HPV-X is a single-dose vaccine offering a 25-year immunity and costing a hypothetical $13 per dose and $10 for administration per dose, and the vaccine development is expected to cost under $100 million. HPV-Y is a two-dose vaccine offering lifetime protection, costing $13 per dose, $12 for administrative expenses per dose, with development costs estimated between $100 million and $500 million. HPV-Z also confers lifetime immunity with a similar anticipated $100 million to $500 million development cost, and it costs $9 per dose and in administrative expenses, but it is a three-dose vaccine.
The user begins the analysis by selecting or defining the attributes of interest and then ranking them in order of importance. Of relevance to HPV priority setting are some factors selected from the collection of attributes in SMART Vaccines: cost-effectiveness (cost per QALYs); demonstration of new production platforms (this includes scientific spillovers or use of existing manufacturing approaches to produce new vaccines); potential litigation barriers beyond usual (an issue that comes to fore with HPV vaccines); fitting into the existing immunization schedule (given the comparison involving multi-dose vaccines); and raising public health awareness of HPV-related cancers (a potential collateral benefit associated with promoting safe sex practices). Next, the user determines the weights
to assign to the different attributes. The process is assisted by SMART Vaccines, which offers a suggested weighting that is based on the average of all the different possible sets of weights that are consistent with the user’s ranking of the attributes. These initial weights can be adjusted by the user with slider bars provided by SMART Vaccines. In this HPV scenario, the initial suggested weights are used. Among the attributes in this example, cost-effectiveness is the highest ranked (with a 46 percent weight), and the attribute of the vaccine raising public health awareness is lowest ranked (with a 4 percent weight) (see Figure 3-2).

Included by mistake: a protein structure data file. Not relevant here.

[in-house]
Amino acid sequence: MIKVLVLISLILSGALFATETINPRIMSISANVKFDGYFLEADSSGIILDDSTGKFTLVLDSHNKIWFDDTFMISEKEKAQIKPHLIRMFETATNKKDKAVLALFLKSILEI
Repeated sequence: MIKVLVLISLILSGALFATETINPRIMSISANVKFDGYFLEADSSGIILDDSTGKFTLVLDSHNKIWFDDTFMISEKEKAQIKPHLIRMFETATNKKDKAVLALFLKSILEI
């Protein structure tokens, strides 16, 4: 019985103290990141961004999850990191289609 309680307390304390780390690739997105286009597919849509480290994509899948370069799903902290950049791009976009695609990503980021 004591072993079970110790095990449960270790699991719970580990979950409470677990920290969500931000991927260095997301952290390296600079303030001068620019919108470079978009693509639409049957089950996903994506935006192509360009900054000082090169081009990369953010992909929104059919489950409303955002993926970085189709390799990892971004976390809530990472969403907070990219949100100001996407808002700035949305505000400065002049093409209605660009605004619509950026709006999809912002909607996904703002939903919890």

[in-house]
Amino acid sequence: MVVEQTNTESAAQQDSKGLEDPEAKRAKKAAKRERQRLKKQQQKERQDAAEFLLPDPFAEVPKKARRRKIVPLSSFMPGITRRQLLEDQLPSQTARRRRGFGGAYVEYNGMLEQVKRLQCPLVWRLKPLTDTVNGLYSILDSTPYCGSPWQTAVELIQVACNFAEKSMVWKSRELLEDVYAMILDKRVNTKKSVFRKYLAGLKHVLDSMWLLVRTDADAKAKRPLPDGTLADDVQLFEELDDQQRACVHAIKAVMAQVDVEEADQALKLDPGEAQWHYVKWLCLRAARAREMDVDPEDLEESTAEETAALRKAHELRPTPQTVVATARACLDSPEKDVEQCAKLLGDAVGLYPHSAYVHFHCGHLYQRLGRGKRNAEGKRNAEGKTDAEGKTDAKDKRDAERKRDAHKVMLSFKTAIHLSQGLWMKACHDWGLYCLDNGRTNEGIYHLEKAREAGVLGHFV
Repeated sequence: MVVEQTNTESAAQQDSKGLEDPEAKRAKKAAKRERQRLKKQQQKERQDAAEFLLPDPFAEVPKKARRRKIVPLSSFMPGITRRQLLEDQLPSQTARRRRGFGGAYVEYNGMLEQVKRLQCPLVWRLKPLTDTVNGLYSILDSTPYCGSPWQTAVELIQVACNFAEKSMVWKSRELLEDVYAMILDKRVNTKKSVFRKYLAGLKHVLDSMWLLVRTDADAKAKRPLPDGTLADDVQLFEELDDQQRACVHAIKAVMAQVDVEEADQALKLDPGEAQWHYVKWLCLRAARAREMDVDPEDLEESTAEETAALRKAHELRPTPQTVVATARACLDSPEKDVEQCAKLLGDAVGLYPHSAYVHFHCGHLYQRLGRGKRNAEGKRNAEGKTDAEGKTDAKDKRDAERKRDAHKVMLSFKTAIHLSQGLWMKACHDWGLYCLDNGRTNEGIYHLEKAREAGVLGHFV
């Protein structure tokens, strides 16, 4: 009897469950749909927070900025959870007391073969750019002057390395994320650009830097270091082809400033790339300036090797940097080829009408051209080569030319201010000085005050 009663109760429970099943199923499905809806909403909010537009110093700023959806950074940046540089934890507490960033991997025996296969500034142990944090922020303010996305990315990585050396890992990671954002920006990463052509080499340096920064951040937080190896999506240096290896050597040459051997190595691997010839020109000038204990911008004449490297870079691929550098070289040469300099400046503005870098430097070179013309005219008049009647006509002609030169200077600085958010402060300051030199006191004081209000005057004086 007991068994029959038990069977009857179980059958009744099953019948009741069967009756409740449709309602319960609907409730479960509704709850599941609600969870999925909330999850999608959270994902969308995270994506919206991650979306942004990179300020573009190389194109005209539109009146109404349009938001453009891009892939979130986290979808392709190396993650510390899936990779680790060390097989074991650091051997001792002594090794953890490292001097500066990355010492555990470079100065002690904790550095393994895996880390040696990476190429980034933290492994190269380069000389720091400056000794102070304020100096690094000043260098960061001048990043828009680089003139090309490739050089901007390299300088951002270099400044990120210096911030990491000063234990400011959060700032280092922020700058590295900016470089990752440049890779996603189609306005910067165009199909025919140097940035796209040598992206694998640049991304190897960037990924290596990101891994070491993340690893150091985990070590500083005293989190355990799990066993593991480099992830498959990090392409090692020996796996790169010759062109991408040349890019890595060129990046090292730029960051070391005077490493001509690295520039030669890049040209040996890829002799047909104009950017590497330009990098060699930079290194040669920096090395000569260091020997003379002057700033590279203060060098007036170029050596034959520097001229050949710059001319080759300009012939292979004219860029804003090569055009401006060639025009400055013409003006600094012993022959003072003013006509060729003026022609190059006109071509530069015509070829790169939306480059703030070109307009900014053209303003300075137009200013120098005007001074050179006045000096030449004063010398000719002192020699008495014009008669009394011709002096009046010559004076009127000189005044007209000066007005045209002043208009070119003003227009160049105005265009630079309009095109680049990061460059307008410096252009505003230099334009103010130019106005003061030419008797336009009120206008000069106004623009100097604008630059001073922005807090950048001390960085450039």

If one were to conduct a pure cost-effectiveness analysis—setting additional attributes selected for demonstration at 0—of these three HPV vaccine candidates, they are comparably cost-effective, with each achieving the high score of 100 through its cost savings or health benefits. HPV-X produces $101 per QALY, and HPV-Y and HPV-Z produce a net savings (indicated by negative) of $493 per QALY, each essentially tied at a SMART Score of 100. (The range of scores is typically 0 to 100, with 0 representing a vaccine that has no effect and 100 corresponding to a vaccine that is highly successful on all the attributes under consideration. The scores may go beyond 100 [better than the envisioned best-case scenario] or below zero [worse than the envisioned worst-case scenario] depending on their superiority or inferiority of their performance.) These numbers can easily be altered, with transparency, by changing the disease burden and vaccine profile according to the simulated or real circumstances. These changes can be made in a manner that makes it clear to the user why certain changes have occurred—a feature that is otherwise not so easily available in standard cost-effectiveness analyses, which do not capture the broader complexity of cancers and their impact on specific programs or larger aspects of social policy.
Next, the other attributes in SMART Vaccines are brought into the analysis; these include domains across health, programmatic, public concerns, and scientific and business considerations as well as intangible values. According to this hypothetical scenario, the single-dose HPV-X readily fits into the immunization schedule, does not contain potential litigation barriers beyond usual, and raises public health awareness but does not beneficially demonstrate new production platforms. HPV-Y is largely similar to HPV-X except that it requires two doses and, because of this additional dose, may pose additional litigation issues, something that also is the case with HPV-Z, the three-dose vaccine. HPV-Z offers novelty or efficiency in production methods and, because of multiple doses, does not readily fit into any existing immunization schedules, thus simultaneously presenting scientific advantages but logistical challenges. The resulting SMART Scores based on these entries are shown in Figure 3-3. Despite multiple doses and potential litigation barriers, the HPV-Z